The role of the gut microbiome in the pathogenesis and treatment of IBS is increasingly recognized. The observation that an acute gastroenteritis increases the likelihood of developing IBS as well as the identification of intrinsic differences in the microbiome of IBS patients relative to healthy controls support the suggestion that disturbances in the microbiome can lead to IBS.
Further, multiple microbiome-based treatments including diet, prebiotics, probiotics and antibiotics have been found to be beneficial for subsets of patients with IBS. Successes with these treatments have stoked speculation about the potential benefits of fecal microbial transplant (FMT) as a treatment for IBS patients. The stunning success of FMT for patients with recurrent C. difficile infection has further fanned the flames around this debate.
Indeed, multiple randomized controlled trials (RCTs) have assessed FMT vs. sham FMT in IBS patients. The results have been summarized in two recently published meta-analyses. In the meta-analysis by Xu et al, when data from four RCTs was aggregated, FMT was found to be no more effective than sham FMT (RR = 0.93; 95% CI, 0.48–1.79). The second meta-analysis by Ford et al came to a similar conclusion based upon data from five RCTs.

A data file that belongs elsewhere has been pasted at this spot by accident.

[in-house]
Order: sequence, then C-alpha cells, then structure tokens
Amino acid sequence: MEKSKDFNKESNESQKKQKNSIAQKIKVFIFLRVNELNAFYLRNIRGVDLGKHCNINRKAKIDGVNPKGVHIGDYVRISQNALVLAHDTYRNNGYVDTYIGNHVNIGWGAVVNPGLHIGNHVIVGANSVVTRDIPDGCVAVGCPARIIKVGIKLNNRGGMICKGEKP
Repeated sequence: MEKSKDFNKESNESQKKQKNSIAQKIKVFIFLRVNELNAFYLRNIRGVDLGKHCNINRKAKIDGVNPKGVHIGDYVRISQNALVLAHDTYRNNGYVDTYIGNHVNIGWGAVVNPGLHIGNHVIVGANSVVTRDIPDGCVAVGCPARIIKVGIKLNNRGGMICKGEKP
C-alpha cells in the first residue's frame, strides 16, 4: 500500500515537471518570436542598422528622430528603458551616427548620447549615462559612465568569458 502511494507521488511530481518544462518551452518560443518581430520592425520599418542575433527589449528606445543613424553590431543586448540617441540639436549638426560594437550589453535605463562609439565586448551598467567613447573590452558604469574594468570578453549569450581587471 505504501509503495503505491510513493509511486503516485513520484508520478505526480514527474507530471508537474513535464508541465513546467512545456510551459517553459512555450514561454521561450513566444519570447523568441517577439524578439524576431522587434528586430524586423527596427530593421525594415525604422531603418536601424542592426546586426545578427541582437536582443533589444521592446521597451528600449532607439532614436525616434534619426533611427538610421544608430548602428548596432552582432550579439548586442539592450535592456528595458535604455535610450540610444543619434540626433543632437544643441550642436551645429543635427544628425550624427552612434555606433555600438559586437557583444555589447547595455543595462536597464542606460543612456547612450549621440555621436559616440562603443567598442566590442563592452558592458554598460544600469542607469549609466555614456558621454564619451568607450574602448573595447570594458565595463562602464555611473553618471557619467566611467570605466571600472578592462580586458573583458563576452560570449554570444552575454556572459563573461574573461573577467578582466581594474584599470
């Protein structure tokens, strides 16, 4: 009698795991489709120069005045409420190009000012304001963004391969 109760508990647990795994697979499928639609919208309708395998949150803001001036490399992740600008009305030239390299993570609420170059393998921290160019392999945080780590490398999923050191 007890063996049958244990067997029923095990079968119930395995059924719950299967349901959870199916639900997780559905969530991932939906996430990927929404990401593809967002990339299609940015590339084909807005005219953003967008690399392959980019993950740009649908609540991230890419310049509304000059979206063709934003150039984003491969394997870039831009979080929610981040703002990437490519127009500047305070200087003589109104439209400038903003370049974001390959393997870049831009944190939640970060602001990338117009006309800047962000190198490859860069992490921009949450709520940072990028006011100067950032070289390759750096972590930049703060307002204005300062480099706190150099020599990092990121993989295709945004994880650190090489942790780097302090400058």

However, in an analysis based on mode of administration of FMT, it was found that colonoscopic administration offered benefits for IBS (RR = 0.98; 95% CI, 0.58–1.66) while FMT administered as oral capsules or naso-jejunal tube did not. As none of the trials directly compared the different modes of FMT administration and other factors (eg, donor, dose, timing of administration), the results of this post-hoc, subgroup analysis should be viewed as hypothesis generating and will require confirmation in a properly designed and powered, comparative effectiveness trial.
The small study by Singh et al adds to this growing body of literature. This study casts doubt on the benefit of pre-FMT antibiotics. Additionally, this study provides further evidence against the value of FMT using oral capsules for IBS. For now, FMT for IBS should be considered experimental. More studies are needed to determine if colonoscopically administered FMT is beneficial IBS. It will also be interesting and important to explore whether profiling of the gut microbiome or metabolome might serve as a biomarker that could enrich the likelihood of response to FMT and more generally, microbiome-based treatments.
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Xu D, et al. Am J Gastroenterol. 2018;10.14309/ajg.0000000000000198.
William D. Chey, MD
Director of the GI Physiology Laboratory
University of Michigan Health System
Disclosures: Chey reports financial ties to Allergan, Conti, IM Health, Ironwood, MyGiHealth, Nestle, QOL Medical, Ritter, Salix, Shire, True Self Foods, Volcant and Zespori.